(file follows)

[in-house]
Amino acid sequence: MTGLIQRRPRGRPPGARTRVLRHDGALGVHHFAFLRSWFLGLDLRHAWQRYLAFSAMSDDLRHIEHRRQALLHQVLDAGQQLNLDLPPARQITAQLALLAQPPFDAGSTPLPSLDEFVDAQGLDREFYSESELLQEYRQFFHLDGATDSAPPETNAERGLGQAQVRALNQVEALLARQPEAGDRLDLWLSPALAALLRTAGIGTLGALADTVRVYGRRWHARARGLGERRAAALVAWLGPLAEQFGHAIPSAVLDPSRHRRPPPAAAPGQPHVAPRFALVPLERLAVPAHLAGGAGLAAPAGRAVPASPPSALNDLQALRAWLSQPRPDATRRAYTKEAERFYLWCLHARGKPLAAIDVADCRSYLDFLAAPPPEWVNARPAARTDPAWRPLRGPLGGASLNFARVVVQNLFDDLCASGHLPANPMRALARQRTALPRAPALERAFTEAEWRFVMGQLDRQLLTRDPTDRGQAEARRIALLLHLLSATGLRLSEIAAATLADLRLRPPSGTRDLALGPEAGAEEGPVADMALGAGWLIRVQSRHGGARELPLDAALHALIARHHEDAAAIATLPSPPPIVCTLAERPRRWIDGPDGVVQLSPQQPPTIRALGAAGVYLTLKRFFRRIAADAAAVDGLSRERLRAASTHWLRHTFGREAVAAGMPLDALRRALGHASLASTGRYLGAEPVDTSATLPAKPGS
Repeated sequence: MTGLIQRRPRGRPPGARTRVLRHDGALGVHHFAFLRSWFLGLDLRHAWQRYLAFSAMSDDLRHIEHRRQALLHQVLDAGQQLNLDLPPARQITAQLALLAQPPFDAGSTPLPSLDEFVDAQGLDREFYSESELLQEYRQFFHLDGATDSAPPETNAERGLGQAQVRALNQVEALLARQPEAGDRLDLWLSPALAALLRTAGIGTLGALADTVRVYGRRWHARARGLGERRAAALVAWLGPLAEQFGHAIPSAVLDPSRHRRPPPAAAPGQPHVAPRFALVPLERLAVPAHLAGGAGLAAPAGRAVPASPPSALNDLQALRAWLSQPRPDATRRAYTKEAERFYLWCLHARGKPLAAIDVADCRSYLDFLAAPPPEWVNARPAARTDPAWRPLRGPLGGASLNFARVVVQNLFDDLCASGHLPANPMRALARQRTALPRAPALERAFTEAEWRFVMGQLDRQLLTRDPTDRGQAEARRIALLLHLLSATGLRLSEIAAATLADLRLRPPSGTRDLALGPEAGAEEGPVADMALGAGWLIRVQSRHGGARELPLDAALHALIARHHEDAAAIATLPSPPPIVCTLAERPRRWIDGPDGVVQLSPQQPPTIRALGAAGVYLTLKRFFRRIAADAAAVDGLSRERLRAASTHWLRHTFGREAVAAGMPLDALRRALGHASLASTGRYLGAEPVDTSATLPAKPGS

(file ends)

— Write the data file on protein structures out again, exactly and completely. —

[in-house]
Amino acid sequence: MTGLIQRRPRGRPPGARTRVLRHDGALGVHHFAFLRSWFLGLDLRHAWQRYLAFSAMSDDLRHIEHRRQALLHQVLDAGQQLNLDLPPARQITAQLALLAQPPFDAGSTPLPSLDEFVDAQGLDREFYSESELLQEYRQFFHLDGATDSAPPETNAERGLGQAQVRALNQVEALLARQPEAGDRLDLWLSPALAALLRTAGIGTLGALADTVRVYGRRWHARARGLGERRAAALVAWLGPLAEQFGHAIPSAVLDPSRHRRPPPAAAPGQPHVAPRFALVPLERLAVPAHLAGGAGLAAPAGRAVPASPPSALNDLQALRAWLSQPRPDATRRAYTKEAERFYLWCLHARGKPLAAIDVADCRSYLDFLAAPPPEWVNARPAARTDPAWRPLRGPLGGASLNFARVVVQNLFDDLCASGHLPANPMRALARQRTALPRAPALERAFTEAEWRFVMGQLDRQLLTRDPTDRGQAEARRIALLLHLLSATGLRLSEIAAATLADLRLRPPSGTRDLALGPEAGAEEGPVADMALGAGWLIRVQSRHGGARELPLDAALHALIARHHEDAAAIATLPSPPPIVCTLAERPRRWIDGPDGVVQLSPQQPPTIRALGAAGVYLTLKRFFRRIAADAAAVDGLSRERLRAASTHWLRHTFGREAVAAGMPLDALRRALGHASLASTGRYLGAEPVDTSATLPAKPGS
Repeated sequence: MTGLIQRRPRGRPPGARTRVLRHDGALGVHHFAFLRSWFLGLDLRHAWQRYLAFSAMSDDLRHIEHRRQALLHQVLDAGQQLNLDLPPARQITAQLALLAQPPFDAGSTPLPSLDEFVDAQGLDREFYSESELLQEYRQFFHLDGATDSAPPETNAERGLGQAQVRALNQVEALLARQPEAGDRLDLWLSPALAALLRTAGIGTLGALADTVRVYGRRWHARARGLGERRAAALVAWLGPLAEQFGHAIPSAVLDPSRHRRPPPAAAPGQPHVAPRFALVPLERLAVPAHLAGGAGLAAPAGRAVPASPPSALNDLQALRAWLSQPRPDATRRAYTKEAERFYLWCLHARGKPLAAIDVADCRSYLDFLAAPPPEWVNARPAARTDPAWRPLRGPLGGASLNFARVVVQNLFDDLCASGHLPANPMRALARQRTALPRAPALERAFTEAEWRFVMGQLDRQLLTRDPTDRGQAEARRIALLLHLLSATGLRLSEIAAATLADLRLRPPSGTRDLALGPEAGAEEGPVADMALGAGWLIRVQSRHGGARELPLDAALHALIARHHEDAAAIATLPSPPPIVCTLAERPRRWIDGPDGVVQLSPQQPPTIRALGAAGVYLTLKRFFRRIAADAAAVDGLSRERLRAASTHWLRHTFGREAVAAGMPLDALRRALGHASLASTGRYLGAEPVDTSATLPAKPGS